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Who First Showed Steve DeWitt the Beauty of Jesus?

Editors’ note: 

We are asking various TGC Council members a simple question: Who was the first person who showed you the beauty of Jesus?

I’ll never forget the day I heard about Ezra Flamm.

It was my junior year in high school, and I had just returned from losing the key game at a varsity basketball tournament. I missed a shot at the buzzer that could have won it. I was depressed as I walked from the garage into the kitchen of my childhood home.

My mom immediately asked, “Did you hear about Ezra Flamm?”

Meet Bob Flamm

I suppose every school has that one teacher whom everyone respects but also fears, because you know his class is going to be hard. At my Christian high school, that teacher was Mr. (Bob) Flamm. His tough-to-get-a-good-grade reputation was strangely mixed with a tender heart for students and for God. His signature number-two pencil was always (and I mean always) behind his ear. He was a science teacher whose classroom was filled with skeletons, snakes, and graduated cylinders. This same space anywhere but a school would suggest a mad scientist, if not someone on the FBI’s most-wanted list.

Yet here in this science room, Mr. Flamm taught high schoolers about God, his creation, and how it all works. I personally liked Mr. Flamm even as I tried to figure out how to not threaten my GPA by taking his class. Additionally, I was too young to appreciate why he cared so much about memorizing Scripture and the spiritual discipline of fasting. I suspected Mr. Flamm had a deeper-than-normal relationship with Jesus.

Mr. Flamm had a couple of children, including his oldest son, Ezra. Ezra was well known throughout the school. Cute. Tow-headed. Even though he was just a first grader, Ezra had status in the hallways simply because the Flamm name was famous there.

Did You Hear What Happened?

The abruptness of my mom’s question that day foreshadowed the devastating news. Ezra Flamm had died. At that point in my life I didn’t know too many people who had died, and certainly not any children. How? What happened? It was most likely viral myocarditis, though they never figured out the exact medical cause. His heart had stopped while taking a nap. In older men heart attacks are shocking, but in 6-year-old boys they are tragic beyond words.

A pall of sadness descended like a fog on the whole school. I wasn’t equipped to handle the death of a child—and have since learned no one is. I attended the funeral, the small casket silently shouting the absurdity of Ezra’s passing. The Flamms gathered with the rest of us in shocked disbelief. What do you say at such a gathering? What should you think? My 17-year-old self had no spiritual place for anguish like this.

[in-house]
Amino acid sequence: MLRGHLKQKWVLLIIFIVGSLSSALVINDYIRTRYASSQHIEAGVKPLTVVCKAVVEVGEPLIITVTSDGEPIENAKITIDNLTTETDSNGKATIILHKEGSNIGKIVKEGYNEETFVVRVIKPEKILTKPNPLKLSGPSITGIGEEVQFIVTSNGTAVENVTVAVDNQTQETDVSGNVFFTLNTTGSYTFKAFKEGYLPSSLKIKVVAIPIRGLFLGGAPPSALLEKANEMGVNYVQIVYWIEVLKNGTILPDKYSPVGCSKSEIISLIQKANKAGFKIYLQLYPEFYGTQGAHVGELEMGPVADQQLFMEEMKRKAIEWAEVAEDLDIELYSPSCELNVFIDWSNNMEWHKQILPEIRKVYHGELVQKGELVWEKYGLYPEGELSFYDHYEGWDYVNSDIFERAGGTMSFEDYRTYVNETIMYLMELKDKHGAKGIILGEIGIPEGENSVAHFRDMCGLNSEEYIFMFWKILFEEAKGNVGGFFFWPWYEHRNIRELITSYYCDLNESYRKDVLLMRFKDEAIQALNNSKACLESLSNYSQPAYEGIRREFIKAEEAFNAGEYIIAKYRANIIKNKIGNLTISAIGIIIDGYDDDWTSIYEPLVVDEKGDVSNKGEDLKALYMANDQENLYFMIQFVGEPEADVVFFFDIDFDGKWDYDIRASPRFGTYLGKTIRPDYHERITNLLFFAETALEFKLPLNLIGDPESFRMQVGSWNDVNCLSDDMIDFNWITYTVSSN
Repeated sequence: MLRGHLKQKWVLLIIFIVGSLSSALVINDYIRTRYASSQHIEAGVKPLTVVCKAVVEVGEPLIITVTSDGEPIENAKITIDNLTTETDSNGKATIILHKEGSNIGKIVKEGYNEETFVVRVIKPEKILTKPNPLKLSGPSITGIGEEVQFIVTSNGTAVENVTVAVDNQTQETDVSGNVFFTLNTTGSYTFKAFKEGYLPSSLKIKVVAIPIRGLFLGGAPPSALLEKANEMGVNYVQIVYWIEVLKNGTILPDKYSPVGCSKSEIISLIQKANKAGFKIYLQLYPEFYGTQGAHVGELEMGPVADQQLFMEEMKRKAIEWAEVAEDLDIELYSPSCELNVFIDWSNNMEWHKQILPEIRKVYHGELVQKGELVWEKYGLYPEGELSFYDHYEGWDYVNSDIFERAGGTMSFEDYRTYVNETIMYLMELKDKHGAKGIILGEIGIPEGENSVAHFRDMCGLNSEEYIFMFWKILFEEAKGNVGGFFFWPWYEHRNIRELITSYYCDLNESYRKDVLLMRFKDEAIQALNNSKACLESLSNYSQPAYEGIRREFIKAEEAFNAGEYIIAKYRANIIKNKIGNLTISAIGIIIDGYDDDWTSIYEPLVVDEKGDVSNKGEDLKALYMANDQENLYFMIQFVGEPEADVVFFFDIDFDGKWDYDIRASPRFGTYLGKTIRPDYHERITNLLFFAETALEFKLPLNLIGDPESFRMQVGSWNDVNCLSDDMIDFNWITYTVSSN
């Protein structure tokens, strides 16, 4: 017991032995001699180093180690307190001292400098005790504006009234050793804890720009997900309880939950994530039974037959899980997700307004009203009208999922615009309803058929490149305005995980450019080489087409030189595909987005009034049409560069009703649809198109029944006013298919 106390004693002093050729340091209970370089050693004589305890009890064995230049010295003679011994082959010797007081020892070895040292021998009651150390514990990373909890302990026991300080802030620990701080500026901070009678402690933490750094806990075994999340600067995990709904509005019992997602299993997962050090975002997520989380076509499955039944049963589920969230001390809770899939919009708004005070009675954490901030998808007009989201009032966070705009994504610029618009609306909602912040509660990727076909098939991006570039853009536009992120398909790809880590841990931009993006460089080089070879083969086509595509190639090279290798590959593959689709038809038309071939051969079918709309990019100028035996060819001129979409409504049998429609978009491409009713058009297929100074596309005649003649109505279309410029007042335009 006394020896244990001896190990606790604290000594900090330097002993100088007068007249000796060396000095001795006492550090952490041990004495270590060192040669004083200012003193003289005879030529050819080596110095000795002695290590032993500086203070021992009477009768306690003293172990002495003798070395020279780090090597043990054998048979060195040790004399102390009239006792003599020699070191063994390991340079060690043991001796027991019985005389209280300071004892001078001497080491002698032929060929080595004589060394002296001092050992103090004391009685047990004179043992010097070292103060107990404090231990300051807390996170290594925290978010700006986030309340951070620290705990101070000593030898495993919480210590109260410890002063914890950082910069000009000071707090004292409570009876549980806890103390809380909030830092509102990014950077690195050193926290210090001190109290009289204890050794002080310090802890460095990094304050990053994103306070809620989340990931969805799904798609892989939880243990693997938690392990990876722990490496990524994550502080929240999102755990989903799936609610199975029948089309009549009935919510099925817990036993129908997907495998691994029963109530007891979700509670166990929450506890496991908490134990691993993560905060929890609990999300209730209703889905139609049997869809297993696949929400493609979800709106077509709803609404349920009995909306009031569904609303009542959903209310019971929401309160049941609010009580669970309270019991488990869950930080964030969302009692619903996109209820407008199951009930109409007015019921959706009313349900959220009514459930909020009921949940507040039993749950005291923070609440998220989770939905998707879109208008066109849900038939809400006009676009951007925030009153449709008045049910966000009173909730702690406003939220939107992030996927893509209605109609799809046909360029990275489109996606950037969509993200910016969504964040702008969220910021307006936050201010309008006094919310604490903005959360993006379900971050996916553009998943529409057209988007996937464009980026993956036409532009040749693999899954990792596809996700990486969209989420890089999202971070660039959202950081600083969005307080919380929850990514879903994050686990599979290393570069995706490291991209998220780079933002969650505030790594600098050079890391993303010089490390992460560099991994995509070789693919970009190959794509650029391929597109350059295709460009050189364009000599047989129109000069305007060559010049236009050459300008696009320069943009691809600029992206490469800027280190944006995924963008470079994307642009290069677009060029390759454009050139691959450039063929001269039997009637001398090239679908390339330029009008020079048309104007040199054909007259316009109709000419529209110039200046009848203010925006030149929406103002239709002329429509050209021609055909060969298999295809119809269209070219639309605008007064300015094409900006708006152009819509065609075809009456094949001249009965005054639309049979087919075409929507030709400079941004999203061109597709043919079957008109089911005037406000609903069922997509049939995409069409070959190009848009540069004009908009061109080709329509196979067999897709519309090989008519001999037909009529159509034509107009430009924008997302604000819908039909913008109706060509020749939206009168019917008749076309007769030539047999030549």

Beauty of Christ in Ashes of Life

Only in later years could I look back to those somber days and realize Mr. Flamm was teaching us his greatest lesson. It wasn’t an insight about the periodic table or a chemical formula, but about spiritual character. It’s been many years now, but I still remember a lamenting teacher returning to the classroom. I remember feeling awkward as he once again stood before us—but now always on the verge of tears. Often they flowed down his face.

Seeing death through the pain of Mr. Flamm and his family introduced me to the beauty and desirability of Jesus Christ. I didn’t have the spiritual maturity back then to put it this way, but that’s one thing about beauty: you don’t have to name it or theologize it to know it when you see it. In Mr. Flamm I saw gospel grit, not bitterness. I saw hope, not hate. I saw fatherly love in a broken human vessel. What was it that I saw? The reflected beauty of divine love in a real human being.

A science teacher at a Christian high school in northeast Iowa may appear small and insignificant. All his petri dishes and Bunsen burners were as normal as normal can be. Yet for those of us privileged to be there in the winter of 1985, we saw the beauty of Christ in Mr. Flamm. The years have passed and many a leaf has blown across Ezra’s grave. What endures in my heart, though, is the refracted light of Christ’s glory that we beheld in those days of mourning.

The Flamms have remained true to their Savior for decades since. Thank you, Bob Flamm. Thank you, Mary Flamm. Those glimpses of shekinah glory shine on as does Ezra’s life, safe in the arms of our beautiful Savior.


You can read previous installments in this series.

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